Plane that crashed near ski area was antique being flown to Montana

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Federal investigators look over the wreckage of a Grumman Goose airplane that crashed late Tuesday afternoon in the Lost Trail Ski Area parking lot, Wednesday, June 18, 2014 near Sula, Mont. A twin-engine airplane plane crashed and caught fire in the parking lot of a western Montana ski area, killing the pilot. (AP Photo/Ravalli Republic, Perry Backus)

SULA, Montana — An airplane that crashed near a western Montana ski area, killing its pilot, was an antique that was being flown to Montana from Florida, Ravalli County officials said.

The twin-engine Grumman G-21 Goose amphibious plane had been flown from Florida to Minnesota before Michael Blume, 62, of Burnsville, Minnesota, took over to bring it to Hamilton, Undersheriff Steve Holton said.

The plane crashed and caught fire Tuesday afternoon in the parking lot of the Lost Trail ski area lodge near the Montana-Idaho border. Blume was the only person on board, Holton said.

Aaron Hoffman of Salmon, Idaho, was in his car and just getting ready to pull out of the lodge parking lot Tuesday afternoon when the plane crashed about 50 feet away.

"It fell out of the sky right next to his car," witness Scott Grasser said Wednesday.

Hoffman was the last of about 60 people to leave a workshop held by the Idaho governor's Office of Energy Resources and the Sustainable Northwest nonprofit group, Grasser said.

"I believe there were cars parked right in the spot where the plane crashed," said Grasser, who just wrapped up a woody biomass workshop at the lodge. "People had only left 15 minutes to a half hour earlier. We were just very fortunate."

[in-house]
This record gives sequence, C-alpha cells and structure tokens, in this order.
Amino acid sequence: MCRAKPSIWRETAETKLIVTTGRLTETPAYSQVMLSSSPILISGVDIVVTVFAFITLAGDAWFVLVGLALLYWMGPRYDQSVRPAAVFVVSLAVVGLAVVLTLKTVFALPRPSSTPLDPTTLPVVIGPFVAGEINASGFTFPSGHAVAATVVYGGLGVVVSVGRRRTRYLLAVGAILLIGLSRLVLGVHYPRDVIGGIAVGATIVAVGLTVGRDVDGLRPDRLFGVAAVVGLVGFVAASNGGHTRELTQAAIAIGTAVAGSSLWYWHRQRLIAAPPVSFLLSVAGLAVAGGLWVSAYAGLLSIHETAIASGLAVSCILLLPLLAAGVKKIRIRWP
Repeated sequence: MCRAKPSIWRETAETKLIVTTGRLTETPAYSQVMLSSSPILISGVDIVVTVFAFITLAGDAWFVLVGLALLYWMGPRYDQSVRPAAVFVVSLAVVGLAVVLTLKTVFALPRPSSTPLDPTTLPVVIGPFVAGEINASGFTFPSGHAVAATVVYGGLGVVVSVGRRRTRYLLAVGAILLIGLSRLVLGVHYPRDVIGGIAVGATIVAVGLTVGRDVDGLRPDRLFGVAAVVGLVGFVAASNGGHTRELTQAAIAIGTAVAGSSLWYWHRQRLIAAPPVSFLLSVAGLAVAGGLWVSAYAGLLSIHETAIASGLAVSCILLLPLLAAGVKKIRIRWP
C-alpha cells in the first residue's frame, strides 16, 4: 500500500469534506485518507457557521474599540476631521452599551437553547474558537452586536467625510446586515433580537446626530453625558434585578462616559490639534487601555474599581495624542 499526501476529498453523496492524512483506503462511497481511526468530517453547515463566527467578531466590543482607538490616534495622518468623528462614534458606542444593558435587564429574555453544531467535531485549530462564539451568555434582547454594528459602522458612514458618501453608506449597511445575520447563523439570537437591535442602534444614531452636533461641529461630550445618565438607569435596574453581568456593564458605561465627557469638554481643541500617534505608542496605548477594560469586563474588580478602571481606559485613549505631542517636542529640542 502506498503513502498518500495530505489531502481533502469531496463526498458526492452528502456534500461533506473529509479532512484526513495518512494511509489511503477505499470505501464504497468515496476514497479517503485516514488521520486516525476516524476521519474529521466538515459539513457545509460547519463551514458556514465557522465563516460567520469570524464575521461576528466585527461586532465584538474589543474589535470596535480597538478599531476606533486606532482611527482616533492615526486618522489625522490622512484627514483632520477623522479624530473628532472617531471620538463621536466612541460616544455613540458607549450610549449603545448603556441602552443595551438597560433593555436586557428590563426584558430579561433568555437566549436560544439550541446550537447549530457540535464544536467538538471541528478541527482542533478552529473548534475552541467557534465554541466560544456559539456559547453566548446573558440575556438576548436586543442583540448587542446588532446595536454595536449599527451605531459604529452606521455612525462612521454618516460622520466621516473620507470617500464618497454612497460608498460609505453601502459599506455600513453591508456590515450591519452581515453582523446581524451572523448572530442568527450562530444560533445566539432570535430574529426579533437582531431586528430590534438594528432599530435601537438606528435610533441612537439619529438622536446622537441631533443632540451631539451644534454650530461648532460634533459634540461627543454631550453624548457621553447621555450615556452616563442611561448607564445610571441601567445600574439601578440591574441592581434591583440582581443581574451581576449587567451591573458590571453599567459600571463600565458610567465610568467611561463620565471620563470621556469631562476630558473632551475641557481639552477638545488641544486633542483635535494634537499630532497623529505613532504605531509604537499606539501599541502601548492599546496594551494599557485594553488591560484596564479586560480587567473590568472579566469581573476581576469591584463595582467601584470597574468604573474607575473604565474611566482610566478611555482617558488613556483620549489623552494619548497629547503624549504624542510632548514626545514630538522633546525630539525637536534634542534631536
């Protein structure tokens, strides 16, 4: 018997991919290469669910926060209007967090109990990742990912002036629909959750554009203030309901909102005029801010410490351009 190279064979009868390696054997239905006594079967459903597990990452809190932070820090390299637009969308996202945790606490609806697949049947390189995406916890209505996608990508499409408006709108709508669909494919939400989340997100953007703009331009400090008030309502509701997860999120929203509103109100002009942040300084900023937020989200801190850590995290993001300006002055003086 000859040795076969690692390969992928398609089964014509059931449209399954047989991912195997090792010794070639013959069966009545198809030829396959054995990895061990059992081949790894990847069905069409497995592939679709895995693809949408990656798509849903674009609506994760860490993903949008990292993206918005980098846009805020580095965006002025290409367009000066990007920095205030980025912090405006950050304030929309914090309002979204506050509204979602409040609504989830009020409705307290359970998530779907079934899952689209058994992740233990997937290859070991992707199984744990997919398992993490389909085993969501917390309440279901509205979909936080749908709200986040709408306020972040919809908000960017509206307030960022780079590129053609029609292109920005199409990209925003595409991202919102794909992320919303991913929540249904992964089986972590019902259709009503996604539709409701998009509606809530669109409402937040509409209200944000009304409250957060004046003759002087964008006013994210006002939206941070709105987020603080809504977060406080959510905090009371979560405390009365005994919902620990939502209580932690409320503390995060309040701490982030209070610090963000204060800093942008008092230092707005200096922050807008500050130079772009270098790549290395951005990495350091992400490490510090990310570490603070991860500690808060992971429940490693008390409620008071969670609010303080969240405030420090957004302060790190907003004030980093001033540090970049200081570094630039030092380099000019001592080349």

National Transportation Safety Board investigator Larry Lewis said the airplane appeared to come straight down into the ground and there was no evidence the pilot had tried to land in the parking lot.

"The aircraft wasn't in landing configuration," and the landing gear was not deployed, Lewis said.

Grasser said he believes the pilot did everything he could. "I'm sure he knew he was in a horrible spot. He did what every honorable pilot would do and tried to save as many people as he could," he said.

NTSB investigators will talk to witnesses, look at maintenance records and interview people at airports the pilot used to search for clues to the probable cause of the crash, Lewis said, adding that the plane was an antique likely built in the late 1930s or early 1940s.

The plane had made stops in Dillon, Montana and Salmon, Idaho before the crash, Holton said.

The crash report could take six months to a year to complete, Lewis said.

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